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Pepper Plants Wilting – What It Means And How To Fix It

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Pepper plants are notorious for frequently wilting leaves. Why is my pepper plant drooping? Don’t fret! This is common and usually nothing to worry about. In this article, we’ll discuss the possible reasons for your pepper plants wilting, and how to fix it!

Wilting Leaves (Video):

Dried Out Soil (Time to Water!)

By far the most common reason for pepper plants wilting is a lack of water. When plants become dry, the first sign will often be drooping leaves. This is especially noticeable in pepper plants.

Pepper Plants Wilting

The reason leaves wilt when a plant is dry is simply a lack of available water within the plant. Through the process of transpiration, water is evaporated from the leaves of your pepper plants. If the plant is losing more water than it is taking in from the soil, the plant leaves will begin to droop. Environmental elements play a major role in how quickly a plant uses water.

While it isn’t ideal to allow your plants to wilt between watering, it is a clear sign that it is time to water. Give your peppers a good, deep watering, allowing any excess water to drain away.

If you want to keep better track of the soil’s moisture, try using a water meter like this one from Amazon. While not highly accurate, it can help you understand the moisture level deep below the surface of the soil.

Tip: Many growers intentionally water stress plants during fruit production to achieve higher levels of spice in peppers.

Learn more about watering pepper plants in our detailed article here.


High Temperatures (Heat Stress)

Low water is not the only potential cause of pepper plants wilting. Overly intense heat, or heat stress, can cause significant leaf wilting.

Wilting Pepper Plant Leaves

If the weather in your area is forecast to be over 90°F for a few days, expect to see some heat stress. Though peppers are known for thriving in warmer climates, they are still vulnerable to excess heat.

Here are a few tips to help peppers through a heat wave:

  • Water. Without enough water, the effects of heat stress will be amplified. In hot and/or dry weather, pepper plants will use significantly more water. Keep the soil moist!
  • Provide shade. The afternoon sunshine is the most intense, so if you can, provide some shade on extremely hot days. You can move potted plants to a shaded location, or provide some temporary shade with shade fabric for in-ground peppers.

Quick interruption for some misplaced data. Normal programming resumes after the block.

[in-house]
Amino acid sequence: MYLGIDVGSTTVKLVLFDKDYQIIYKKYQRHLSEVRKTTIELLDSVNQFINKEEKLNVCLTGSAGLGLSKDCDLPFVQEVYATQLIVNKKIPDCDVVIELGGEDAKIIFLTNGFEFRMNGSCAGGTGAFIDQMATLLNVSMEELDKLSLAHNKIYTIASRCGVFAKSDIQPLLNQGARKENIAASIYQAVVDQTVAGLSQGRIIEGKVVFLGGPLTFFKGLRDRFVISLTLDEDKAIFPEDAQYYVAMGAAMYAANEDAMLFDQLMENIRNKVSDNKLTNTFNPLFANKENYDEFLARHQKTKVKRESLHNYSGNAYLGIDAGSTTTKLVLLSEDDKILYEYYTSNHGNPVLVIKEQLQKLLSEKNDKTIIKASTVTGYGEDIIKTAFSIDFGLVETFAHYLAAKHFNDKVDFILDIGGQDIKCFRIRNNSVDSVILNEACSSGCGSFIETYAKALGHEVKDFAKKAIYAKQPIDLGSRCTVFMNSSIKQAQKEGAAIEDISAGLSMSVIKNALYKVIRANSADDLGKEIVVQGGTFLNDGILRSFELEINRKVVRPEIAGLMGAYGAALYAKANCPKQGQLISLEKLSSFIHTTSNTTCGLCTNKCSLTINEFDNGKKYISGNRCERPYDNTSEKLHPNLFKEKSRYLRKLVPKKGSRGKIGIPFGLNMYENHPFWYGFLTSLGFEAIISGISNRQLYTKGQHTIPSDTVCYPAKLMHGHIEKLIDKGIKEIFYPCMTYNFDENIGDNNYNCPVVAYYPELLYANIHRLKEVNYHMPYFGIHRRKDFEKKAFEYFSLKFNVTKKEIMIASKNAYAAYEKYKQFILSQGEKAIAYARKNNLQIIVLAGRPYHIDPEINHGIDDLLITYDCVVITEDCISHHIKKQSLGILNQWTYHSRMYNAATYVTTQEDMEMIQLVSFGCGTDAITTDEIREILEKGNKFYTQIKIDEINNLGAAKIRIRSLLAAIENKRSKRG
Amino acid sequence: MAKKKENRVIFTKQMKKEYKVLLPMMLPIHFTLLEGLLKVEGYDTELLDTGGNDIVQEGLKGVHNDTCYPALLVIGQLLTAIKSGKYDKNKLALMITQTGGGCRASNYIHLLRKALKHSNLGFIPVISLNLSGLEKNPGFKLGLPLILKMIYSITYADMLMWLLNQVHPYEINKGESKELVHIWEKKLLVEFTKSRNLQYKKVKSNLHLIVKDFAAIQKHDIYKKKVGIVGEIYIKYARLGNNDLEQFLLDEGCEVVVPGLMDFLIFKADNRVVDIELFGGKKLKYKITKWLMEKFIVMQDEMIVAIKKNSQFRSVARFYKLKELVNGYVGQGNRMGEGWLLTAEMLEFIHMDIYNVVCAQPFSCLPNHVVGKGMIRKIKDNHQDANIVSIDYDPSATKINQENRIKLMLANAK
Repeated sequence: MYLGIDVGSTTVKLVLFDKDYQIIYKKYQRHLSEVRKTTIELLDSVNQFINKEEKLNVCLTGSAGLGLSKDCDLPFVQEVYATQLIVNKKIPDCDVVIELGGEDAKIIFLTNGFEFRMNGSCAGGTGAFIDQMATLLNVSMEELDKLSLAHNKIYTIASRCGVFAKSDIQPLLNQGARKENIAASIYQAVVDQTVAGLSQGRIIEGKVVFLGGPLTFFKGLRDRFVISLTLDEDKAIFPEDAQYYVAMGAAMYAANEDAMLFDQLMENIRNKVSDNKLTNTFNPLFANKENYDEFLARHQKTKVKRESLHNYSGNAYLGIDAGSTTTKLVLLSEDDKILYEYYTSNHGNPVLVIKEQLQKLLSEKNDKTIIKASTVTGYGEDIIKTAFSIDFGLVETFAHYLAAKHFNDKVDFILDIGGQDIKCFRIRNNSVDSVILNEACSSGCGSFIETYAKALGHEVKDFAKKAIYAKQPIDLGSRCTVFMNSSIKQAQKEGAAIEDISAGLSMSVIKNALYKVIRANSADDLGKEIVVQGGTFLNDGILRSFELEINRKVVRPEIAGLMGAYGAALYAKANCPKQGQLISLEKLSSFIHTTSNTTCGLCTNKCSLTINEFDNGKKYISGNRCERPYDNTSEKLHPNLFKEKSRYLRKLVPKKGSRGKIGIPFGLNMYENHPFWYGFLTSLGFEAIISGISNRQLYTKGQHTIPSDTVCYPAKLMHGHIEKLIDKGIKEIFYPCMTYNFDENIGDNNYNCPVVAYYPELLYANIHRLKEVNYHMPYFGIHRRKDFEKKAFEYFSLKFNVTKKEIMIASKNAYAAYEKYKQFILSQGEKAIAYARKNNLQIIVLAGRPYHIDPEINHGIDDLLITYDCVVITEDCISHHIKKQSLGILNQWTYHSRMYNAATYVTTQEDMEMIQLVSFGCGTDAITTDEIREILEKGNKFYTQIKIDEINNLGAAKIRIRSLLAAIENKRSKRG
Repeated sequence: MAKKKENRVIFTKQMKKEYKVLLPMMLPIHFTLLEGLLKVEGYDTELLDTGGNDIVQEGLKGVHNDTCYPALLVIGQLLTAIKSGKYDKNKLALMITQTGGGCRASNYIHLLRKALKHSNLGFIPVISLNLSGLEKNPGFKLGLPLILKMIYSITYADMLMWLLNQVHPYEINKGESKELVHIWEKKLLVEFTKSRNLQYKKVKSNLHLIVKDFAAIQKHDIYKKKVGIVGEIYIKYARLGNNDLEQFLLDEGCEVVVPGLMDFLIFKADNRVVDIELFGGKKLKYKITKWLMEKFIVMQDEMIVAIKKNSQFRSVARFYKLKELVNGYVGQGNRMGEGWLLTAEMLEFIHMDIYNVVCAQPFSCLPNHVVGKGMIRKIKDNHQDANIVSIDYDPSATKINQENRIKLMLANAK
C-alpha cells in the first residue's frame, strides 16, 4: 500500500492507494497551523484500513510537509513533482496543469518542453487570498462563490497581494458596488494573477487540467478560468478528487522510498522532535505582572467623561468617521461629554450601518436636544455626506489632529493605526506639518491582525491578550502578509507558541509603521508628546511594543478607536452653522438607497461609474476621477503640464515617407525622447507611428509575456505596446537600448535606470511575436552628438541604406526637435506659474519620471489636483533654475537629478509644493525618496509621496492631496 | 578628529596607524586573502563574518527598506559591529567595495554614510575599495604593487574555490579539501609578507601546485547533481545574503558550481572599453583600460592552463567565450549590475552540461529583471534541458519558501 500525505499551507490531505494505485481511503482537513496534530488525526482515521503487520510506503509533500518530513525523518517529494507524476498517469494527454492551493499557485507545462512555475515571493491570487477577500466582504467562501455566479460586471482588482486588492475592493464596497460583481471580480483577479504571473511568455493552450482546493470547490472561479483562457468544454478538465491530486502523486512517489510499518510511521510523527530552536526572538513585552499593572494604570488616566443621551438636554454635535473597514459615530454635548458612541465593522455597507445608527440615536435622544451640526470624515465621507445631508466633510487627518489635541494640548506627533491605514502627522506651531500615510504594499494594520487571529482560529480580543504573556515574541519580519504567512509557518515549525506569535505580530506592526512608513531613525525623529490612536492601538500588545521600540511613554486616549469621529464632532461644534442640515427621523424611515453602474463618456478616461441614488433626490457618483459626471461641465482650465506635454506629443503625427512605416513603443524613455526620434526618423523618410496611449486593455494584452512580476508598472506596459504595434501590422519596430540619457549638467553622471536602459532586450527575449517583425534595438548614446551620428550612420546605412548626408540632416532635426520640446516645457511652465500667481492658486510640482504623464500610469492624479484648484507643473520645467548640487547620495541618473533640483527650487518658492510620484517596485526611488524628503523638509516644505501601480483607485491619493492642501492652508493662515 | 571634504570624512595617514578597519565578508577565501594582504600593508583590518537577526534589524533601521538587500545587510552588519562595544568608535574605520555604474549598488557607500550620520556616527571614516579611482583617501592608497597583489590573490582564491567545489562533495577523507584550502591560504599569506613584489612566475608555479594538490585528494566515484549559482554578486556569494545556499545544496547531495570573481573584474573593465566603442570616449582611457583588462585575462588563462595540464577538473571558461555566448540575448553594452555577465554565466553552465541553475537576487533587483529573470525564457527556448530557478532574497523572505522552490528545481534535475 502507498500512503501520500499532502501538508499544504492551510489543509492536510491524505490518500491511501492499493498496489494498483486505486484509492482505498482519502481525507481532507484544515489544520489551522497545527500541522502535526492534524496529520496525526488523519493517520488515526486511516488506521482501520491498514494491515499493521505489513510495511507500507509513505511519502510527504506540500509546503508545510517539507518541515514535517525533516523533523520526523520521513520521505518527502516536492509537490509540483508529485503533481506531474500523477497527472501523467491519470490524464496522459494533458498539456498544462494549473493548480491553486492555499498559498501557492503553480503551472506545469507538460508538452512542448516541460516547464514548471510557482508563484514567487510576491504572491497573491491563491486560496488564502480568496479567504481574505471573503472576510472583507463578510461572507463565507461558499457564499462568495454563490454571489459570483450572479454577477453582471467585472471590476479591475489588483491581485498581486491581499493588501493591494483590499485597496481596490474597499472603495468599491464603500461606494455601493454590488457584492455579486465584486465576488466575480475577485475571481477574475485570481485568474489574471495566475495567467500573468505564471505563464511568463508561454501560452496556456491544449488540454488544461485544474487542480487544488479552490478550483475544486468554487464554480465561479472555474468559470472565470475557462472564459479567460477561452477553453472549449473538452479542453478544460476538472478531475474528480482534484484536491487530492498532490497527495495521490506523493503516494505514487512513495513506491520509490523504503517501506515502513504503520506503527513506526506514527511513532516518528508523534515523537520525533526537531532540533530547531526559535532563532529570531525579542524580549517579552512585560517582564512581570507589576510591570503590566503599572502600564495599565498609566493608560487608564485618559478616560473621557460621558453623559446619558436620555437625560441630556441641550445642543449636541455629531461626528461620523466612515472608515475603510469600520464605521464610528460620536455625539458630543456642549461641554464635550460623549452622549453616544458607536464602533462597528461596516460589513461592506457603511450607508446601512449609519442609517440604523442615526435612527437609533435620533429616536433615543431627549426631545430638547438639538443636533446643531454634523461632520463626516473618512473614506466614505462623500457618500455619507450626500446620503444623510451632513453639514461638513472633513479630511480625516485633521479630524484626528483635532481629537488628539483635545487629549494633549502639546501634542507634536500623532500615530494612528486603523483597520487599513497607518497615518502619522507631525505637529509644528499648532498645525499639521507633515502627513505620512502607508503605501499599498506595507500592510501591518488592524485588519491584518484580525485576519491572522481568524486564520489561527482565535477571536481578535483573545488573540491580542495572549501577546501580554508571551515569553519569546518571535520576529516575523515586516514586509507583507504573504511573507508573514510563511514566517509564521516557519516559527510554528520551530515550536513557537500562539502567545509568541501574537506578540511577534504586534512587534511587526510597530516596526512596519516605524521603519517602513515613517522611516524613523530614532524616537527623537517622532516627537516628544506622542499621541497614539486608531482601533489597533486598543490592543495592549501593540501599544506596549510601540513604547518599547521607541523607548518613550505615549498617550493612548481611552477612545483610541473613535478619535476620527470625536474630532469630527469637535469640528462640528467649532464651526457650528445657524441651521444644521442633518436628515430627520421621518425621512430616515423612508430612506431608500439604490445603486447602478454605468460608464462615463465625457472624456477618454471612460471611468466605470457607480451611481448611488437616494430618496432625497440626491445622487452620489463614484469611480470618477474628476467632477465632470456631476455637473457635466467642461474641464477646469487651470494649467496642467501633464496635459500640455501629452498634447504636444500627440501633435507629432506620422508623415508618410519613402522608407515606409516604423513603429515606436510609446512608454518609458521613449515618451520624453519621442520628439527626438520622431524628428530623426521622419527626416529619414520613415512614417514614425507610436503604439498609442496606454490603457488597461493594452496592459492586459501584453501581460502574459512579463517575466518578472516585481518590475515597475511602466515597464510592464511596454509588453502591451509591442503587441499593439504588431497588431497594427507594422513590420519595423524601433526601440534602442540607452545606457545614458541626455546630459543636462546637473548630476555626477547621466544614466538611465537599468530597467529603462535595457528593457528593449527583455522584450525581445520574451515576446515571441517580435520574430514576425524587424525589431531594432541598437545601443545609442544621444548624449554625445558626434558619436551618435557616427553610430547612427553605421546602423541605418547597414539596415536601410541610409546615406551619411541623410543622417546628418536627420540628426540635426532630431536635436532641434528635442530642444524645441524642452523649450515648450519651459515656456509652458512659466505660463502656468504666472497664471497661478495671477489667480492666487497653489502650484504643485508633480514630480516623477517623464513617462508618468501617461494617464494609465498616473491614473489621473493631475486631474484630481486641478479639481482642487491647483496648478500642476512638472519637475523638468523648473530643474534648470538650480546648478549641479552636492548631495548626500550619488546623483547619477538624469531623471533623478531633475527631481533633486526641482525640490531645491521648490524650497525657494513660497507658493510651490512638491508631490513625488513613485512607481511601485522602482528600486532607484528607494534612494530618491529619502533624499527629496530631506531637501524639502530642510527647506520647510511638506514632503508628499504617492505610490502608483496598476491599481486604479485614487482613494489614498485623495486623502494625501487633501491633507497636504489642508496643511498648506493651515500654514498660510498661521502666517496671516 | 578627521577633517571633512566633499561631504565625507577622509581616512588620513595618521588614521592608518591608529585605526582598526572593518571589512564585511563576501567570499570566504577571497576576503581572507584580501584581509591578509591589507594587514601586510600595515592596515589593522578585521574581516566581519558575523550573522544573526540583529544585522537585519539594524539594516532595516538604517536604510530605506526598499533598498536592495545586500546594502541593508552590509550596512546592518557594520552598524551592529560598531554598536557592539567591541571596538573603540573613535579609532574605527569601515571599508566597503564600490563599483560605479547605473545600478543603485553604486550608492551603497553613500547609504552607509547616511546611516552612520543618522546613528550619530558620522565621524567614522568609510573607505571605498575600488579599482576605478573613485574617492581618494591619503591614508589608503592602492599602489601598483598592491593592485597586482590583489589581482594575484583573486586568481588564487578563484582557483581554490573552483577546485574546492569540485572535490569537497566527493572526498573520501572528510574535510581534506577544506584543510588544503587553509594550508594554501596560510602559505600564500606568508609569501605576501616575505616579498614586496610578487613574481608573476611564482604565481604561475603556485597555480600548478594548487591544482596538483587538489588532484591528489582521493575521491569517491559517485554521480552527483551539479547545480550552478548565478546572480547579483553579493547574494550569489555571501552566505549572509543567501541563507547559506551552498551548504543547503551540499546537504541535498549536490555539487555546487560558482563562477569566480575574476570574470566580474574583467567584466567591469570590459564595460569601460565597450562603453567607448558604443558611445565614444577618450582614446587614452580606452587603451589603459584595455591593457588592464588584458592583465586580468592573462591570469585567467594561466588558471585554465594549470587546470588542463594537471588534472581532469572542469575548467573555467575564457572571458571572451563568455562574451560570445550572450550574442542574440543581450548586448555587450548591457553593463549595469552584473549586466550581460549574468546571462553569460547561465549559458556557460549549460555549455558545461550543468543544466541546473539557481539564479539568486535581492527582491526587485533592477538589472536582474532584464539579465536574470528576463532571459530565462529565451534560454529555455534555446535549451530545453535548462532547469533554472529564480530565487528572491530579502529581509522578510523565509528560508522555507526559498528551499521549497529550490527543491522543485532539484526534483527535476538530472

• Avoid pruning. When your pepper plants are dealing with high temperatures, the last thing they want is physical trauma. Avoid pruning at this time. The plant may have difficulty taking in nutrients during a heat wave, too, so cut back on fertilizing when it is hot.
  • Monitor temperature. Be prepared for a heat wave! Use a simple thermometer and keep it near your plants. We use a cheap clip-on thermometer for our plants. You can get a more attractive thermometer/hygrometer for outdoors.

Heat stress will cause wilting, but just know that your plants will rebound after the heat has subsided. Simply do your best to care for the plants while it is hot!


Transplant Shock

As peppers grow, they are typically transplanted into larger containers. When it is time for them to move from indoors to outdoors, they may experience some transplant shock.

If you have recently moved your pepper plants outdoors, it is possible that they are wilting due to the new conditions. Provide extra shade if necessary during the first couple of weeks after transplanting.

Be patient and allow the plants to adjust. Once the root system has acclimated, the plants should resume normal growth and stop drooping.

You may even see some some plants drop leaves if the transition outdoors is particularly drastic. Be sure to harden your peppers off properly by gradually introducing direct sunshine.

We have seen some of our pepper plants have a tough time coping with transplant shock, even with proper hardening off. The intensity of the sun is just that much more than any indoor grow lights. Be patient, and they will rebound!


Bacterial Wilt

If you are still having issues with your pepper plants wilting, it could possibly be due to bacterial wilt. While this condition isn’t all that common among home gardeners, it is possible.

Bacterial wilt is a soil-borne pathogen that can infect peppers and many other garden plants. It causes wilting and dying leaves, and is usually irreversible.

Take a look at some images of bacterial wilt here. This article also shows some ways to test for bacterial wilt.